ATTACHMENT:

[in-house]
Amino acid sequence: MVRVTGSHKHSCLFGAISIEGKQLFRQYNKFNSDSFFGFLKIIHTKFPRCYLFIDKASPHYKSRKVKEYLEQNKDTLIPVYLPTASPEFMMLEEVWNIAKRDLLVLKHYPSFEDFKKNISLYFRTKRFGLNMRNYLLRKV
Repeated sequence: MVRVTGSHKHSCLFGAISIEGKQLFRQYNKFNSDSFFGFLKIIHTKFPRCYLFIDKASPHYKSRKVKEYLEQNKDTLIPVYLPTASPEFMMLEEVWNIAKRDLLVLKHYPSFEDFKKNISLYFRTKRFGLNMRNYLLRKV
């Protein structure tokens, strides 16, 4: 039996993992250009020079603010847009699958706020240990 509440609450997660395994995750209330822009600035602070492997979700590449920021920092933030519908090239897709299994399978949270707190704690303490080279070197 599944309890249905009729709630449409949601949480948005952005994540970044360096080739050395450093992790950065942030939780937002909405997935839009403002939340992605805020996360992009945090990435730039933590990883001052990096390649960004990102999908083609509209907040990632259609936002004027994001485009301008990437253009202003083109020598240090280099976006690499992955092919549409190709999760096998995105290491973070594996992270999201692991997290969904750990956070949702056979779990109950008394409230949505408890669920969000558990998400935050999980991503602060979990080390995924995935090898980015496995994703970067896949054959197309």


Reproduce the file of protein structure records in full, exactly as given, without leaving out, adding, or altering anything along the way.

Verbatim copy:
[in-house]
Amino acid sequence: MVRVTGSHKHSCLFGAISIEGKQLFRQYNKFNSDSFFGFLKIIHTKFPRCYLFIDKASPHYKSRKVKEYLEQNKDTLIPVYLPTASPEFMMLEEVWNIAKRDLLVLKHYPSFEDFKKNISLYFRTKRFGLNMRNYLLRKV
Repeated sequence: MVRVTGSHKHSCLFGAISIEGKQLFRQYNKFNSDSFFGFLKIIHTKFPRCYLFIDKASPHYKSRKVKEYLEQNKDTLIPVYLPTASPEFMMLEEVWNIAKRDLLVLKHYPSFEDFKKNISLYFRTKRFGLNMRNYLLRKV
């Protein structure tokens, strides 16, 4: 039996993992250009020079603010847009699958706020240990 509440609450997660395994995750209330822009600035602070492997979700590449920021920092933030519908090239897709299994399978949270707190704690303490080279070197 599944309890249905009729709630449409949601949480948005952005994540970044360096080739050395450093992790950065942030939780937002909405997935839009403002939340992605805020996360992009945090990435730039933590990883001052990096390649960004990102999908083609509209907040990632259609936002004027994001485009301008990437253009202003083109020598240090280099976006690499992955092919549409190709999760096998995105290491973070594996992270999201692991997290969904750990956070949702056979779990109950008394409230949505408890669920969000558990998400935050999980991503602060979990080390995924995935090898980015496995994703970067896949054959197309």